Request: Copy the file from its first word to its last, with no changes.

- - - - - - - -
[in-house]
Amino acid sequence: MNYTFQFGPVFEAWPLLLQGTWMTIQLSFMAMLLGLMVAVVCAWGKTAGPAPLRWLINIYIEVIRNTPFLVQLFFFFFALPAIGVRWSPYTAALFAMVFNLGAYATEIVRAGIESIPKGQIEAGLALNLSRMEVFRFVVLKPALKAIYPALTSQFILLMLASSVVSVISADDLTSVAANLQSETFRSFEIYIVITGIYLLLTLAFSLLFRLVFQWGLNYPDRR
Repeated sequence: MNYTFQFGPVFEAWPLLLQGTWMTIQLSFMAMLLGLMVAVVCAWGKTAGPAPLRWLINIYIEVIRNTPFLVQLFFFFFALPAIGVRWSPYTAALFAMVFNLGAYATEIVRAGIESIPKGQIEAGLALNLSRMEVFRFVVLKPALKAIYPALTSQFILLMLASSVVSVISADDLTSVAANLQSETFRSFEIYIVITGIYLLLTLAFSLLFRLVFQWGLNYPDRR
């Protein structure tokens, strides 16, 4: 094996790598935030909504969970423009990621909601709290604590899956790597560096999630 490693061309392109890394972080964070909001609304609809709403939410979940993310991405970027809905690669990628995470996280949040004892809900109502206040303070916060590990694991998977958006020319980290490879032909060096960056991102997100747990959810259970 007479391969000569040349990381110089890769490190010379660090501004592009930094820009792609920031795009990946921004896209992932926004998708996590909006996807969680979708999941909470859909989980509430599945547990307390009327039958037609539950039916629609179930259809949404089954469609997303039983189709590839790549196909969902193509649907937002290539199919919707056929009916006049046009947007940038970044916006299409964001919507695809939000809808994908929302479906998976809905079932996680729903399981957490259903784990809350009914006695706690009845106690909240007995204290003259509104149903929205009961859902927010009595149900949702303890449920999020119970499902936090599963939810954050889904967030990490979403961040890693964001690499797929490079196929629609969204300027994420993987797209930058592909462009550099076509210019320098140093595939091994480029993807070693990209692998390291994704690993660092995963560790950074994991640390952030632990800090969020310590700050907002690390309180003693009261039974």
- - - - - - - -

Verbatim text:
[in-house]
Amino acid sequence: MNYTFQFGPVFEAWPLLLQGTWMTIQLSFMAMLLGLMVAVVCAWGKTAGPAPLRWLINIYIEVIRNTPFLVQLFFFFFALPAIGVRWSPYTAALFAMVFNLGAYATEIVRAGIESIPKGQIEAGLALNLSRMEVFRFVVLKPALKAIYPALTSQFILLMLASSVVSVISADDLTSVAANLQSETFRSFEIYIVITGIYLLLTLAFSLLFRLVFQWGLNYPDRR
Repeated sequence: MNYTFQFGPVFEAWPLLLQGTWMTIQLSFMAMLLGLMVAVVCAWGKTAGPAPLRWLINIYIEVIRNTPFLVQLFFFFFALPAIGVRWSPYTAALFAMVFNLGAYATEIVRAGIESIPKGQIEAGLALNLSRMEVFRFVVLKPALKAIYPALTSQFILLMLASSVVSVISADDLTSVAANLQSETFRSFEIYIVITGIYLLLTLAFSLLFRLVFQWGLNYPDRR
């Protein structure tokens, strides 16, 4: 094996790598935030909504969970423009990621909601709290604590899956790597560096999630 490693061309392109890394972080964070909001609304609809709403939410979940993310991405970027809905690669990628995470996280949040004892809900109502206040303070916060590990694991998977958006020319980290490879032909060096960056991102997100747990959810259970 007479391969000569040349990381110089890769490190010379660090501004592009930094820009792609920031795009990946921004896209992932926004998708996590909006996807969680979708999941909470859909989980509430599945547990307390009327039958037609539950039916629609179930259809949404089954469609997303039983189709590839790549196909969902193509649907937002290539199919919707056929009916006049046009947007940038970044916006299409964001919507695809939000809808994908929302479906998976809905079932996680729903399981957490259903784990809350009914006695706690009845106690909240007995204290003259509104149903929205009961859902927010009595149900949702303890449920999020119970499902936090599963939810954050889904967030990490979403961040890693964001690499797929490079196929629609969204300027994420993987797209930058592909462009550099076509210019320098140093595939091994480029993807070693990209692998390291994704690993660092995963560790950074994991640390952030632990800090969020310590700050907002690390309180003693009261039974």